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4.0 von 5 Sternen Bible(and only serious book) of Refactoring, 11. April 2014
It is surprising that there are not so many books available about the subject of refactoring, given that most of the software developers are working with some kind of code that was already developed by someone else often in a hurry or under time and budget constraints.

In this book, Martin Fowler gives very hands on, practical tips on how to change the code without changing the behavior of the existing software. It was really helpful to have this book handy when I had to refactor a complex legacy batch application into a more layered architecture for testing different layers in isolation.
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5.0 von 5 Sternen Very useful book, especially for semi-beginners, 20. November 2013
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A good guide for people with experience in programming but struggling with making the code clean and clear. Martin explains it in simple words and many examples which makes the book really valuable.
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5.0 von 5 Sternen Awesome book!, 7. April 2013
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All OK!

Item like as described
Very fast delivery time and without any problems.
Really good and worth to recommend!
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5.0 von 5 Sternen Thematische Aufarbeitung & Referenz, 31. Juli 2009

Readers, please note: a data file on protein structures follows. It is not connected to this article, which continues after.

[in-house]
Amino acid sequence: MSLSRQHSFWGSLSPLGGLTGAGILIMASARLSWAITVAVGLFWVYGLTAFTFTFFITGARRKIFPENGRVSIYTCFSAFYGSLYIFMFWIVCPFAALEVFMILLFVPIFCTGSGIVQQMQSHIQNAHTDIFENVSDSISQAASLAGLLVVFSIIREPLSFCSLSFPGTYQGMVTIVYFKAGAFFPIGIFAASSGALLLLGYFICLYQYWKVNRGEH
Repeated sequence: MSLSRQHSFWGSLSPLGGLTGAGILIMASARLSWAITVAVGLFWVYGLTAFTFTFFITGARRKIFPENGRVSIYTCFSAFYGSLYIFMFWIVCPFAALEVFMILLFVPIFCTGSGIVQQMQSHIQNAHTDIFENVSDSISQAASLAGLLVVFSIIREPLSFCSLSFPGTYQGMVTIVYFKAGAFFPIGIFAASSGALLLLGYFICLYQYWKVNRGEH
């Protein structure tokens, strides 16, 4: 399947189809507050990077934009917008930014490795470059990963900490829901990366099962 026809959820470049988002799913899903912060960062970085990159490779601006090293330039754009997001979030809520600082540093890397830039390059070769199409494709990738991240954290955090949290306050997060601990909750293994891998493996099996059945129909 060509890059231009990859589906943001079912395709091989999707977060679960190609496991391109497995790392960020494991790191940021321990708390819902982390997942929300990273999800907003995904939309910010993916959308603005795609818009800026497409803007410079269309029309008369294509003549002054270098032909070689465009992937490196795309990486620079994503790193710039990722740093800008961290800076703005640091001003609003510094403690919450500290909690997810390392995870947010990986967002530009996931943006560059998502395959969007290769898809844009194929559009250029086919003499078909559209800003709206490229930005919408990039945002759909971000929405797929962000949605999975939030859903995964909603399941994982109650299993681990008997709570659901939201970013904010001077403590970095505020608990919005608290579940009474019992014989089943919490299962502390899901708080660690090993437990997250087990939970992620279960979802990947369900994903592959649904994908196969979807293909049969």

Autoren & Coautoren geben einen motivierenden, leicht verständichen Einstieg in die Materie. Möglichkeiten, Ziele und Grenzen von "Refactoring" werden klar aufgezeigt und in nachvollziebarer Art und Weise diskutiert.

Ein Gutteil des Buches behandelt die einzelnen besprochenen Refactoring-Maßnahmen im Detail. Diesen "Katalog" kann man ohne weiteres als Ganzes im Stück lesen um einen groben Überblick zu bekommen.
Andererseits bieten zwei "Verzeichnisse" einen direkten Einstiegspunkt bei konkreten Anforderungen. Über eine einfache alphabetisch sortierte Liste findet man eine konkrete Maßnahme wenn man dazu eine Vorahnung hat. Die Liste von typischen "Code-smells" gibt alternativ einen möglichen Anhaltspunkt in weniger klaren Situationen.

"Refactoring" ist eines der besteren Fachbücher das mir in letzer Zeit untergekommen ist. -> strong buy!
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5.0 von 5 Sternen Must-have for every Senior Java Developer, 19. Juni 2000
Von Ein Kunde
This book deals with a real-life software problem: maintenance of existing code. 90% of a developers work time are spent to maintenance programming and not to developing new designs and classes. This book guides how to take ownership of existing code which to my experience is a horror to most average-experienced software developers. The design patterns presented show what makes code a maintenance nightmare and how to rework such code. Thus it not only teaches hot to rescue existing code but also prevents oneself from writing code which is prone to be thrown away one day. Accompanied with "Java Idioms and Performance Guide" this book is the third one which I would recommend to a Java beginner after having read one entry Java book. Most experienced developers will have much "deja-vue" situations while reading; it's the same as with design patterns books. Before I read the book I sometimes blamed me for working on others persons code instead of using it "as-is" - now I know I'm not alone and some talented seniors do it the same way. In fact I saw many long-term projects die because of an increasing loss of architecture and constantly decreasing code quality. Refactoring could have rescued at least some of these.